Featured photo: High Point artist Freedom Clay paints faceless Black people in the hopes that others will be able to see themselves in his art. (courtesy photo)
Black and brown figures painted on canvases of various sizes line the walls of the Gallery on Main in High Point. Some figures are adults, some are children. Some have afros while others wear hats. A few are instantly recognizable as athletes or actors, like Cicely Tyson. Many are ambiguous. Despite the differences found between the subjects of the paintings, they all have one thing in common: facelessness.
According to the artist, Randy C. Rogers, who goes by Freedom Clay, the anonymity is intentional.
“I want other people to be able to see themselves and develop their own narratives based on their lived experiences and their relationship to others,” he says.
Clay has made a permanent impression on the art scene in his hometown of High Point over the last decade. His latest solo exhibition, Reimagining Freedom 2.0, went live at the Gallery on Main in May where it remained until earlier this month. The show featured more than 70 of what Clay calls “Afro-folk” art pieces with vivid colors, bold messages and themes of Black culture all dedicated to the two most influential people in his life. In 2018, he suffered the loss of his mother, Constance A. Rogers, and his grandmother, Alberta Worthy Evans, who passed away within three months of each other.
“How do I re-emerge and resurface after these great losses I’ve just experienced?” Clay asked himself.
He did so by gathering completed paintings and mixed media pieces and making new ones in response to the personal, social and political experiences of Black people.
“Little Girl True” is Clay’s interpretation of Jet magazine’s 2013 cover on missing Black children in America. The girl’s black silhouette features two twisted ponytails adorned by white barrettes. Her yellow, sleeveless dress stands out against the blood-red background.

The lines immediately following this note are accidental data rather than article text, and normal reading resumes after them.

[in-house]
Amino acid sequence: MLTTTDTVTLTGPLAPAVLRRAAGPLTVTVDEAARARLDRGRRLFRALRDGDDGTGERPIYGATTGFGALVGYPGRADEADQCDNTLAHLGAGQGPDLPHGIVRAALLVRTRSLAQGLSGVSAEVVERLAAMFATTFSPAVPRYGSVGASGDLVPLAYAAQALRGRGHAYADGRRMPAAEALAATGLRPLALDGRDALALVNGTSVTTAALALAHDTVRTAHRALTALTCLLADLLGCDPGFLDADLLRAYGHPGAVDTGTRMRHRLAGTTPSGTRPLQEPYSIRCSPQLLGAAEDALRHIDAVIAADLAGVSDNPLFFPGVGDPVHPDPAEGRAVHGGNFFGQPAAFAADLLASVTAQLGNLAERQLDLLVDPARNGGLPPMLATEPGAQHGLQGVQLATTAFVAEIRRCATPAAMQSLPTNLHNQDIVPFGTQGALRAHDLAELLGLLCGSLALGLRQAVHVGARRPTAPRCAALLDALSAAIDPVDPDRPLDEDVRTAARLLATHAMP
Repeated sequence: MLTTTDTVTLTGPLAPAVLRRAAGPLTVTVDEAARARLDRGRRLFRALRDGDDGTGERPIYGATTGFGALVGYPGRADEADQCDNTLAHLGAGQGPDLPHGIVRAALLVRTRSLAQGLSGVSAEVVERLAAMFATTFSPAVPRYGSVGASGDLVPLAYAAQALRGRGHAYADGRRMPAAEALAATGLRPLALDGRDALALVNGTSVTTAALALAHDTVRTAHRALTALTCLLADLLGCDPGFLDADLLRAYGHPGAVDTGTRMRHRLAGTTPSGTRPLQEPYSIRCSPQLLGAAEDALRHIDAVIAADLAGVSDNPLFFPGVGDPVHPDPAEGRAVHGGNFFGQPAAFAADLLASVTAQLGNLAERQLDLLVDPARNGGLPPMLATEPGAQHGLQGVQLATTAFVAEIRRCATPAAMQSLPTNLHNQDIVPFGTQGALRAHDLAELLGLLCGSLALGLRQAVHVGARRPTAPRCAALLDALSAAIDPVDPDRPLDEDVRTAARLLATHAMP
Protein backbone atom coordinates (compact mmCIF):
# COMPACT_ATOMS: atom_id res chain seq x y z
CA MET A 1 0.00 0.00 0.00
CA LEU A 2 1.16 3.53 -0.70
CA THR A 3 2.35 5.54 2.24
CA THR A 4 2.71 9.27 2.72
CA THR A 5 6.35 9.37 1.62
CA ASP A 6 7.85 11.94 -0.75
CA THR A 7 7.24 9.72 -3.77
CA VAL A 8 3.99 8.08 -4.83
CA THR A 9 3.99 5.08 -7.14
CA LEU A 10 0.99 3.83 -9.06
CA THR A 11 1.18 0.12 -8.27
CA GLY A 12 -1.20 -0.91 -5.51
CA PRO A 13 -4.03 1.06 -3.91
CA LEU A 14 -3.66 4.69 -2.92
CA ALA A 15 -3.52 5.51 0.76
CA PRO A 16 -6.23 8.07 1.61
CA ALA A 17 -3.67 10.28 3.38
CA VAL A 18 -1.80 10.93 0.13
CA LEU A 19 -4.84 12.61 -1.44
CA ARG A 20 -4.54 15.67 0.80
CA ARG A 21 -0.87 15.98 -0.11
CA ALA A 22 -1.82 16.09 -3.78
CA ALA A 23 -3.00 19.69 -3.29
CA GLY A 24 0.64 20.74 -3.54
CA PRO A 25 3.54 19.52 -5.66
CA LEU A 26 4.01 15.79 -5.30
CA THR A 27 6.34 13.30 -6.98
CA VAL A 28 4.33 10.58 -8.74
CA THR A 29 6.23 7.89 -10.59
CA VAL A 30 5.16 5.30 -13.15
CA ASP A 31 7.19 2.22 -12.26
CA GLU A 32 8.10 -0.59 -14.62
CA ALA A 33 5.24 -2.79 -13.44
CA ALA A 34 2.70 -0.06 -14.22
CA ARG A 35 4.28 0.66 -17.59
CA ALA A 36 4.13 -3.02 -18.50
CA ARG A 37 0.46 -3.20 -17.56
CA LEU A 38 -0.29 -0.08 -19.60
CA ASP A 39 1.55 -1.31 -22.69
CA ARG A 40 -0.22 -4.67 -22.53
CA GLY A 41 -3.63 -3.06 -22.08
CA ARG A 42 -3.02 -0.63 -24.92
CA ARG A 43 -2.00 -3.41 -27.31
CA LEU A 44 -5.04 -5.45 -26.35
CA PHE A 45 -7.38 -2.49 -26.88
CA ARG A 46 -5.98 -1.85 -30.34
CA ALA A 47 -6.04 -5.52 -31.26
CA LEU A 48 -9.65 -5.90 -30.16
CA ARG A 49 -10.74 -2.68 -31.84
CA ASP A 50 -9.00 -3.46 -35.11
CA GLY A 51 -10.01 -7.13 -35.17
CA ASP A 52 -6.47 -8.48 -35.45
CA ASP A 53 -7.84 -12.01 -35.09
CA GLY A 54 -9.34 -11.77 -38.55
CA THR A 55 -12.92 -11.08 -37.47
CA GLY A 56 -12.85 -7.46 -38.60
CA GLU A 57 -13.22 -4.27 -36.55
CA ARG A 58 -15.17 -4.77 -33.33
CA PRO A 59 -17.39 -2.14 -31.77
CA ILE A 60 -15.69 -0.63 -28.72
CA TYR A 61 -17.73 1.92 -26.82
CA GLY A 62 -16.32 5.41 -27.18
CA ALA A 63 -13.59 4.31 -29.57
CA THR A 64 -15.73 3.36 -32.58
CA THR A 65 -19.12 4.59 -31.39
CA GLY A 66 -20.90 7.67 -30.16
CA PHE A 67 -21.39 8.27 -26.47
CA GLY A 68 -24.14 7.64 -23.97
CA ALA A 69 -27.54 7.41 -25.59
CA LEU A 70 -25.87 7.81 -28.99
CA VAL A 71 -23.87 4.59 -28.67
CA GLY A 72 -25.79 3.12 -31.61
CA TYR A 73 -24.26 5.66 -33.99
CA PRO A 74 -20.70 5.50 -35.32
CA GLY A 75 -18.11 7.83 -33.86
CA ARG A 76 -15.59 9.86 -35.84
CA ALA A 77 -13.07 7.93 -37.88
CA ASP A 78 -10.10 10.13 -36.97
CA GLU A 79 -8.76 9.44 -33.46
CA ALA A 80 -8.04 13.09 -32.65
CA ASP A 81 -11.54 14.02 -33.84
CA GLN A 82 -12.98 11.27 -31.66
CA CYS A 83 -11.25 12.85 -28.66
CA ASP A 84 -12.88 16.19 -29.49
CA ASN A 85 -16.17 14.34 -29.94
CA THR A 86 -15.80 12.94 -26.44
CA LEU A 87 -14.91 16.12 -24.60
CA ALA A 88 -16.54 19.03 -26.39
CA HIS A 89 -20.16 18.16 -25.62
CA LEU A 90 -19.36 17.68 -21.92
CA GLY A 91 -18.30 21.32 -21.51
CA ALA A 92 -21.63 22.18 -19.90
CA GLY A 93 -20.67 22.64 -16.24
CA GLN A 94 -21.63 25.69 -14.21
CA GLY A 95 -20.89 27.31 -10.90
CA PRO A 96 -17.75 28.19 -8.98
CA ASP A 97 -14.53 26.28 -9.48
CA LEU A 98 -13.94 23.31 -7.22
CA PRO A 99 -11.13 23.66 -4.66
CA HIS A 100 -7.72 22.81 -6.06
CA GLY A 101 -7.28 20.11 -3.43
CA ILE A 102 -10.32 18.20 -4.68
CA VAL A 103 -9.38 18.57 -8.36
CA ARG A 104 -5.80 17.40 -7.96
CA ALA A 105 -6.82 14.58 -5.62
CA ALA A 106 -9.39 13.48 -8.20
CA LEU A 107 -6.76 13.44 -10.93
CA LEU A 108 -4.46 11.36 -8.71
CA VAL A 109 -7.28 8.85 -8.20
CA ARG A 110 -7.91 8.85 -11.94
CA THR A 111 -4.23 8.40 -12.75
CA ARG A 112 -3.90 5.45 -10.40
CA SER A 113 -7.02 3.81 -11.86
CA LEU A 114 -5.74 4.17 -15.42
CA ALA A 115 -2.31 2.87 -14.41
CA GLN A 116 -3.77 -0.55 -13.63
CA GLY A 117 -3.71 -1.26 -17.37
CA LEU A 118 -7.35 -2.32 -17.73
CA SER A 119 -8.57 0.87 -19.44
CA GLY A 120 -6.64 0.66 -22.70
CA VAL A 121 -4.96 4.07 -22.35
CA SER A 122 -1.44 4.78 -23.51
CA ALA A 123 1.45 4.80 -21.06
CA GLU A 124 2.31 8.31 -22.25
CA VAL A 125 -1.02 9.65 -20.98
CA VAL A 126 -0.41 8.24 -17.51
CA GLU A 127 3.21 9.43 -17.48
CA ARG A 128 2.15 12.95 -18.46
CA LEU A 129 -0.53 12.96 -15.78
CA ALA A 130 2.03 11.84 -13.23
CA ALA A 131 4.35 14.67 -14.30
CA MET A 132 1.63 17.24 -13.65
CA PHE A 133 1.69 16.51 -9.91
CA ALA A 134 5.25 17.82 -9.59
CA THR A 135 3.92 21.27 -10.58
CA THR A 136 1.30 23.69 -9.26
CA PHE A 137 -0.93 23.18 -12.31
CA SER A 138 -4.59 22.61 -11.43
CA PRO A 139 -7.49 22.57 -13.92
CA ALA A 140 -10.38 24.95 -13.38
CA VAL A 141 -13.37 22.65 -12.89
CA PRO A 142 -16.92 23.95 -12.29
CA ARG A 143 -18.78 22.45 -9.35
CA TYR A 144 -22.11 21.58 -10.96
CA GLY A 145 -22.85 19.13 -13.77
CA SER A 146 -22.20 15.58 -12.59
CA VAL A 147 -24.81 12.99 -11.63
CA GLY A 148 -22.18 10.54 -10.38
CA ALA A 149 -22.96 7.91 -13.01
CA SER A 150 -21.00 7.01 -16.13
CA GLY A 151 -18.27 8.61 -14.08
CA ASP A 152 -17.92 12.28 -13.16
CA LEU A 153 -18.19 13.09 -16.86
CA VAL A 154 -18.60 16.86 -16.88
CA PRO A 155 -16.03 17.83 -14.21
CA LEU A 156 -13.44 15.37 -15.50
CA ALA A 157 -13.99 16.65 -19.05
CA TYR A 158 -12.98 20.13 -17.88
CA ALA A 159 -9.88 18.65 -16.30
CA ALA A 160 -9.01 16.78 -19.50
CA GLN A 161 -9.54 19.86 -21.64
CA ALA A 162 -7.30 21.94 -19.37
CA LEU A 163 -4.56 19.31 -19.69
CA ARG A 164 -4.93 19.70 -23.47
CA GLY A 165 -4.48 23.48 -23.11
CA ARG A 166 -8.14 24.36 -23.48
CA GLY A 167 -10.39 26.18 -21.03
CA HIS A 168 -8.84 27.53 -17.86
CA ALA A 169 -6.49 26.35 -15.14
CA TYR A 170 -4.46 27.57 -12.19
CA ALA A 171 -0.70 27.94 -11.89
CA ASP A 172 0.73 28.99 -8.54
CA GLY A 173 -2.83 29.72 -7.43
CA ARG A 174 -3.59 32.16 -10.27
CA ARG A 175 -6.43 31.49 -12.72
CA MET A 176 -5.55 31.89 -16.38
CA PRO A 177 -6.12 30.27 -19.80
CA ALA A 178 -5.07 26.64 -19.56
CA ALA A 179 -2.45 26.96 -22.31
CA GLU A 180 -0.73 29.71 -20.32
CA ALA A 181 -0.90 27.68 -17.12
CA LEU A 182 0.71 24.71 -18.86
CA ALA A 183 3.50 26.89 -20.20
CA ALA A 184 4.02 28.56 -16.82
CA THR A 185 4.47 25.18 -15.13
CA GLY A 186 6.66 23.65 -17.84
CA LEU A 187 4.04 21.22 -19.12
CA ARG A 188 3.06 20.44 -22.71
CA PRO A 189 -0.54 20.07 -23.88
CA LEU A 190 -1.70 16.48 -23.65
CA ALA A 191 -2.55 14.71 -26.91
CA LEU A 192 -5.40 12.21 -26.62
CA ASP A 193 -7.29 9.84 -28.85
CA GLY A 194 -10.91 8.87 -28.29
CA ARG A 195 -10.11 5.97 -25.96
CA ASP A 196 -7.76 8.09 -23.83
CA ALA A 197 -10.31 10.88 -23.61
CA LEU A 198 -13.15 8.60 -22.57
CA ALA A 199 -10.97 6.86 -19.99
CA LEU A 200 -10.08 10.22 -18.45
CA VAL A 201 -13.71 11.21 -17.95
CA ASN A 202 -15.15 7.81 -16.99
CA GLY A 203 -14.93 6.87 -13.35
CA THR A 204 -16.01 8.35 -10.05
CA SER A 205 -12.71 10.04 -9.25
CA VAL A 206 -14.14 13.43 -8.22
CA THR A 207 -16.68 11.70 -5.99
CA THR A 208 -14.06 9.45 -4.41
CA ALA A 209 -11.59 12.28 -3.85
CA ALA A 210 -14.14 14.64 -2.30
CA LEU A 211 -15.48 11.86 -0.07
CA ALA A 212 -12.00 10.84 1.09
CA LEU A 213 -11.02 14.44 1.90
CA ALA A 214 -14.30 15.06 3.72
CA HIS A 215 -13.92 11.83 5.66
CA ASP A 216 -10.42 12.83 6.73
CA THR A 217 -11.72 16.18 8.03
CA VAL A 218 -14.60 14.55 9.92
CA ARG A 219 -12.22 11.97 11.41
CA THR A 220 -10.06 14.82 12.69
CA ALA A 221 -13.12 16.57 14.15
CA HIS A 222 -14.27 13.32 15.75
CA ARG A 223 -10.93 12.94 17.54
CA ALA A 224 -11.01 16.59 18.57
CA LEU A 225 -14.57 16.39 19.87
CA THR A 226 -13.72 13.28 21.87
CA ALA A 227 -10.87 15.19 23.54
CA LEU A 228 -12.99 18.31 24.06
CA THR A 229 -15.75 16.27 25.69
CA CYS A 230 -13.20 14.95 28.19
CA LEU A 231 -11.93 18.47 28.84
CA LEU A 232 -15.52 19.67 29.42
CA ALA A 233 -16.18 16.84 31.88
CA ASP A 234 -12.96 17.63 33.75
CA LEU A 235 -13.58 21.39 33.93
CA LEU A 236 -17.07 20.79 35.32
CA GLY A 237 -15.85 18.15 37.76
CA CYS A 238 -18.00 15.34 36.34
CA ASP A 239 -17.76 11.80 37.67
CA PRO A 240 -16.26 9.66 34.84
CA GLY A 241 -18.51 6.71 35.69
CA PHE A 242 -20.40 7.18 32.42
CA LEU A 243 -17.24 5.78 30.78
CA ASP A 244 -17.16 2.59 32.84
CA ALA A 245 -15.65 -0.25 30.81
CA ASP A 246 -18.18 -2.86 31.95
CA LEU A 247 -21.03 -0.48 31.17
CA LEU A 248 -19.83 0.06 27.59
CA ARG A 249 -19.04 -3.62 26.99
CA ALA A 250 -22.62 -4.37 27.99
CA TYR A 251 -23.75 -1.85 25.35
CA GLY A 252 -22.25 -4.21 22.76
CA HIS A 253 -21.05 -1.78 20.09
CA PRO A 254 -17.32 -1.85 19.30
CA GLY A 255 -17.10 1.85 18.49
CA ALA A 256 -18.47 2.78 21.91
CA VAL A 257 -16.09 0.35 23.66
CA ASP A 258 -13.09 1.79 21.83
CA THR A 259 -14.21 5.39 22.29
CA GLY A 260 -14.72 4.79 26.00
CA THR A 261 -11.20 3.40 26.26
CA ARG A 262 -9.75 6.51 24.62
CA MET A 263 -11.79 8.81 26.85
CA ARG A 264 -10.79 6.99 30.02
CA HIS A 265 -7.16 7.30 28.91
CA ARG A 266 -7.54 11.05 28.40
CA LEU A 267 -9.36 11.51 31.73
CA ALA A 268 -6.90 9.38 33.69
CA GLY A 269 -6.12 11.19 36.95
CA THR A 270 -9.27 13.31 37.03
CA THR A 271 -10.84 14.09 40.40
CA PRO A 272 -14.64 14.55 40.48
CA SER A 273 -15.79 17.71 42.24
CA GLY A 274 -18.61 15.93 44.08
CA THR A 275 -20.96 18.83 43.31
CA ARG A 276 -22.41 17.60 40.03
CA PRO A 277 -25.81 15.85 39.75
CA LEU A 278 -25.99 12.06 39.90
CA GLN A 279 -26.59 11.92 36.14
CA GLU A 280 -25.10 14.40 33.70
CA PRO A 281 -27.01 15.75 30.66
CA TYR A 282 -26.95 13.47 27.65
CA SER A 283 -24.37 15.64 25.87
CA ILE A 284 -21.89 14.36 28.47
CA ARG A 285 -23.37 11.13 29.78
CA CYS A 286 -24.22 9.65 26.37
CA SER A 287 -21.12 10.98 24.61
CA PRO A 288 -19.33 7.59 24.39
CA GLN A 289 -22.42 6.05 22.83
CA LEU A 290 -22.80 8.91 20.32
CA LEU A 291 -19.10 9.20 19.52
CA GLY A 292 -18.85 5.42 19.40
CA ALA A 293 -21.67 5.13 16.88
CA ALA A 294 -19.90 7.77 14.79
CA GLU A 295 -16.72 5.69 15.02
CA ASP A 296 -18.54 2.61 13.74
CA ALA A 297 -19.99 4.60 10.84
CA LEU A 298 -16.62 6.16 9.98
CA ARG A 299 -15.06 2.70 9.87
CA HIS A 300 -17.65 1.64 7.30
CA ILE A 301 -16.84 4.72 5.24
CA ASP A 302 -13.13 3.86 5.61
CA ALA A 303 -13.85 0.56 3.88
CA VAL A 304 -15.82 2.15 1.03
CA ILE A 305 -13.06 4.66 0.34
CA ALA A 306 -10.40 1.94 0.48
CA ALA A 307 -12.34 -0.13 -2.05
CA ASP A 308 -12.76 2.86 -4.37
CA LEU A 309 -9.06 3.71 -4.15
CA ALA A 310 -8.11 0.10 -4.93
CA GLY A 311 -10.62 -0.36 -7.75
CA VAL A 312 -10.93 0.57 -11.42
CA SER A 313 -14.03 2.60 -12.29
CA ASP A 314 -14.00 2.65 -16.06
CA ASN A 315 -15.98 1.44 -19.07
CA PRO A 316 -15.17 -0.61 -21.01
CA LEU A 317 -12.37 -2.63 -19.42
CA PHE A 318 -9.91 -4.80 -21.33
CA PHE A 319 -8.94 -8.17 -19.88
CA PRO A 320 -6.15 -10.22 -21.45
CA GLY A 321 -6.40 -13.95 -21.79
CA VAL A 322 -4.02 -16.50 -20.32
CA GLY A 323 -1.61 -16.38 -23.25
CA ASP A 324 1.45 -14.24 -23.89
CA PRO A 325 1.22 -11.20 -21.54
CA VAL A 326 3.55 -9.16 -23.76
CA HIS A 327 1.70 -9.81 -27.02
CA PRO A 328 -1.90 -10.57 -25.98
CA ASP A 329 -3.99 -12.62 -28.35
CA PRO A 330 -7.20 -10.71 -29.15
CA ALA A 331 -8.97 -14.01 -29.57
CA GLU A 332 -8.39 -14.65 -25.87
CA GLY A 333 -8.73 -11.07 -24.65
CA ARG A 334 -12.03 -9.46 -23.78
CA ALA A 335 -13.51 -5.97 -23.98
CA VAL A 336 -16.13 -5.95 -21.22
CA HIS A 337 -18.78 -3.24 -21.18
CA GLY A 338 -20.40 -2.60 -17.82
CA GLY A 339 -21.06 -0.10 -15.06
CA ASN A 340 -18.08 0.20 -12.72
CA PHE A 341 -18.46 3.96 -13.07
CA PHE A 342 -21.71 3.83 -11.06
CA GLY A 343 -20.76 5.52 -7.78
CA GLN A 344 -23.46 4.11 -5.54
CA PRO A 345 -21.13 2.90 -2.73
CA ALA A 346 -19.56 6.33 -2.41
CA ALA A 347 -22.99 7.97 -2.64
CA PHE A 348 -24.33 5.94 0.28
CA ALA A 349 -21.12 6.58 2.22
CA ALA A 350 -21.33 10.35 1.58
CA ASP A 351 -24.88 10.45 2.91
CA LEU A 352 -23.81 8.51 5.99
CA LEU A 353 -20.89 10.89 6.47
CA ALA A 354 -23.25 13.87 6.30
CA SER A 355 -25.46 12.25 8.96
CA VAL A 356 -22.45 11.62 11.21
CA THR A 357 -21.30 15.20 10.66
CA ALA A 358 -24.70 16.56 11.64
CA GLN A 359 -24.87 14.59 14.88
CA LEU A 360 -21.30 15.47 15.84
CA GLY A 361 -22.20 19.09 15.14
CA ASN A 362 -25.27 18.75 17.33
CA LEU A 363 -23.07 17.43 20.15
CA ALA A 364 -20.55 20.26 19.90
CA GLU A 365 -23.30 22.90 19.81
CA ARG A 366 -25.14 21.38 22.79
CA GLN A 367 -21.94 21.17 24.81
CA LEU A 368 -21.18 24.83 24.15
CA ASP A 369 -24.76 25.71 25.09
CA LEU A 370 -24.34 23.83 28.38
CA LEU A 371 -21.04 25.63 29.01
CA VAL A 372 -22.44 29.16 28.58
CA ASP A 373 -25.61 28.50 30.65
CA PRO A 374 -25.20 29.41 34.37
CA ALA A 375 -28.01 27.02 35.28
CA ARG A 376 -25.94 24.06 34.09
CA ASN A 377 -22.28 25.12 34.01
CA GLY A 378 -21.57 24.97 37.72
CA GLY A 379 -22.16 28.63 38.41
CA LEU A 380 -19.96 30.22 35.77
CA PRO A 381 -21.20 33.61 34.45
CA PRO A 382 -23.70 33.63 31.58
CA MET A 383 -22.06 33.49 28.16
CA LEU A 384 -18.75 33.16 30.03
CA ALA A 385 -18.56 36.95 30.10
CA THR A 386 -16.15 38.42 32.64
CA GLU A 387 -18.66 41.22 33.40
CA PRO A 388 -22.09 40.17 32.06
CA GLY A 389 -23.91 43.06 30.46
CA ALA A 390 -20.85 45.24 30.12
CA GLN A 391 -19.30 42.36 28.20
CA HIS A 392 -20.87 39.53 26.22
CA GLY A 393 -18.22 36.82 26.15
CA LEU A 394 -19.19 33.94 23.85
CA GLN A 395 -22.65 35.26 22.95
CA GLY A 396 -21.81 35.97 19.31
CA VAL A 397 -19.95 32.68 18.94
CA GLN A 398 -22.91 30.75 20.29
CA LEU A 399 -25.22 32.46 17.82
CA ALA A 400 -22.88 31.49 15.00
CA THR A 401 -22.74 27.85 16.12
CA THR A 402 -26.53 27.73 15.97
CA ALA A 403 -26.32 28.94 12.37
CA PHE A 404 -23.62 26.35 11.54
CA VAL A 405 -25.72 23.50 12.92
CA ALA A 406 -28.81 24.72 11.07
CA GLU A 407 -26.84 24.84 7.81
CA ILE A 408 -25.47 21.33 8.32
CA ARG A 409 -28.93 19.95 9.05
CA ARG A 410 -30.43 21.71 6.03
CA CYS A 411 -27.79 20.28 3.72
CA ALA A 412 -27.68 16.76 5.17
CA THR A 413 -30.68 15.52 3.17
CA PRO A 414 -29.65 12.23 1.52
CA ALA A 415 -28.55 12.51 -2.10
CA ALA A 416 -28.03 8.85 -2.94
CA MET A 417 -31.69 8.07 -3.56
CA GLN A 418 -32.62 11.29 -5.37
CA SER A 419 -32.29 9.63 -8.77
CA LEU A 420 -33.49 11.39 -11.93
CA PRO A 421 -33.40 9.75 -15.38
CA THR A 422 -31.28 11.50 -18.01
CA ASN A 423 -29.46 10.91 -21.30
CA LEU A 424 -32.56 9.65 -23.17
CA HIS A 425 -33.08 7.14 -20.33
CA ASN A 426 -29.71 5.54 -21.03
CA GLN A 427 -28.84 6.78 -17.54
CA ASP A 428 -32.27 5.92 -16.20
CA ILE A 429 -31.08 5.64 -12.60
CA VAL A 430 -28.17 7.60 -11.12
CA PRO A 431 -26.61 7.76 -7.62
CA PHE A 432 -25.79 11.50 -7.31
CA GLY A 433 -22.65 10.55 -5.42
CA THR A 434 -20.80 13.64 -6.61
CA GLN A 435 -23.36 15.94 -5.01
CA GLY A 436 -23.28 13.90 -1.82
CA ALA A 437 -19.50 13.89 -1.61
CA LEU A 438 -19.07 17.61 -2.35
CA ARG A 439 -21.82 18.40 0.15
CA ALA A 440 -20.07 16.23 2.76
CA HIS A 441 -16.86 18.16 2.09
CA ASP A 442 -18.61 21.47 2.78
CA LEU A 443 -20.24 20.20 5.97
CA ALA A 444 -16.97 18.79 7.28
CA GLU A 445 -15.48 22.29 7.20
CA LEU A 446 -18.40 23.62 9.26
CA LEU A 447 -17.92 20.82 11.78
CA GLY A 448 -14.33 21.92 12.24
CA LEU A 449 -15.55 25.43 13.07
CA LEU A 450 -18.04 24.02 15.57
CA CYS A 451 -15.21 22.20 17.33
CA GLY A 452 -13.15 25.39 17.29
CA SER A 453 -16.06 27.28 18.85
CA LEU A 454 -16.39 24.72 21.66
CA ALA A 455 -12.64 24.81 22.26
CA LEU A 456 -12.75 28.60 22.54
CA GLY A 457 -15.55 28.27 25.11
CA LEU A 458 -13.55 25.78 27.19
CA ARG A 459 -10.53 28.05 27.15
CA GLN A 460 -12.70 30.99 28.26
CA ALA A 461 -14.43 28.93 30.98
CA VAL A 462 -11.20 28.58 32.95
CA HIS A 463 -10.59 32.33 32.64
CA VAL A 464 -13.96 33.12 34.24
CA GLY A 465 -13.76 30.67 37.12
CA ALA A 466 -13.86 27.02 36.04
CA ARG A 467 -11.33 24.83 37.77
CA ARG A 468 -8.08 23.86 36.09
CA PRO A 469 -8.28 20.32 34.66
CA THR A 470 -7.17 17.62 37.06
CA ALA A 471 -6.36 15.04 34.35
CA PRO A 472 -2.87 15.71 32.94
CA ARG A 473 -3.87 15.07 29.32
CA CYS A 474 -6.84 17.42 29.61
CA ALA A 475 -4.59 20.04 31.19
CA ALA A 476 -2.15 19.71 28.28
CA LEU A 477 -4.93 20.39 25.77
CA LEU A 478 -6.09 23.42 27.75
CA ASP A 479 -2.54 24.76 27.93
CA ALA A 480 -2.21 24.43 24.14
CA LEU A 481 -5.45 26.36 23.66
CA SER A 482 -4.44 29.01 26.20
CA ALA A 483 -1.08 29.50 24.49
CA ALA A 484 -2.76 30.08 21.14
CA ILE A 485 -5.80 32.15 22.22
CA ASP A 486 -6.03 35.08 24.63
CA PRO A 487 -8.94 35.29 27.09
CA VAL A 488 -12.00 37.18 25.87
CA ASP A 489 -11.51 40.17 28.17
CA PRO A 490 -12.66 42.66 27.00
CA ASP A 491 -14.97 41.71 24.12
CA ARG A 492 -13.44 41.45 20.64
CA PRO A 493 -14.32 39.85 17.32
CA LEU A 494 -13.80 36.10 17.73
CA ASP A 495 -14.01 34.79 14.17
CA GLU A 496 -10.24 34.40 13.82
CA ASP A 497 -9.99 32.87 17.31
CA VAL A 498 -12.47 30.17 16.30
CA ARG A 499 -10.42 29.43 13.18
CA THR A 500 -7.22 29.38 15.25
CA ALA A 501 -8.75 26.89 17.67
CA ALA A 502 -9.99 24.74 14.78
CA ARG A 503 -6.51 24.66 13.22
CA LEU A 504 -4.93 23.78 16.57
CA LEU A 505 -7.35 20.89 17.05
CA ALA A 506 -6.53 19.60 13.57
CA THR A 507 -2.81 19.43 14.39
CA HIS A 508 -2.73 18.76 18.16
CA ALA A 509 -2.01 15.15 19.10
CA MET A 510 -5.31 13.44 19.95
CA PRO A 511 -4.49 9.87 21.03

“This powerful faceless face is the face of all Black children who are missing and for those who will never return,” Clay says.
In the painting “Sir Cotton,” a homage to enslaved Black people, the black silhouette of a man against a sky-blue background sits behind balls of cotton that rise to the middle of his arm. Some cotton balls appear opaquer than others, indicating they were created with brushstrokes of varying intensity. It’s unclear if the shadow is the front or the back of the man, but what is clear is what he’s doing.
While the subject of most of the pieces is vague, some are inspired by real people.
Clay speaks highly of his mother, who was a vivacious music lover.
“She was really the epitome of living your best life,” he says.
“Ms. Soul 2 Soul” was Constance’s multimedia piece in the exhibit, made with paint and 7-inch vinyl records, or 45s that belonged to her.
She appears in a blue gown with a green collar, the downward strokes of the paintbrush creating movement in the garment. The golden yellow background further emphasizes the positive, radiant energy Clay says his mother exuded. In her afro made of four 45s, the viewer can see Billy Paul’s Me & Mrs. Jones and Otis Redding’s The Happy Song.
In addition to being an artist, Clay is an author, releasing Nakedly Covered: A Collection of Haiku in March.
“Haiku really drew me in because it’s a very stylized poetry,” he says. “It’s very succinct in terms of being able to contextualize an idea or a statement or to get your point across in 17 syllables.”
The collection, which Clay considers one of his most personal to date, can be viewed as an open letter to Black men and boys, who are praised in the work instead of criticized.
“Black men and boys are not valued nor are we loved and appreciated in our society,” Clay says.
“The muse for this celebration was really celebrating Black men and boys.”
Although he lives in Durham now, Clay regularly returns to the Triad to host events as the founder of Artsy People of Color, a collective he started nearly 7 years ago.
“It was primarily providing an opportunity to bring Black creatives or entrepreneurs together to showcase their work in a beautiful and welcoming environment,” Clay says.
His body of work has regular items for sale at APOC’s pop-up shops, held once a month at Sabrina McGowen’s gallery in High Point.
Clay’s art aims to “examine the multi-dimensional facets and intersections of Black people in America by affirming our beauty and humanity,” he says. “My art is an amalgamation of my experiences living as a Black man in America.”
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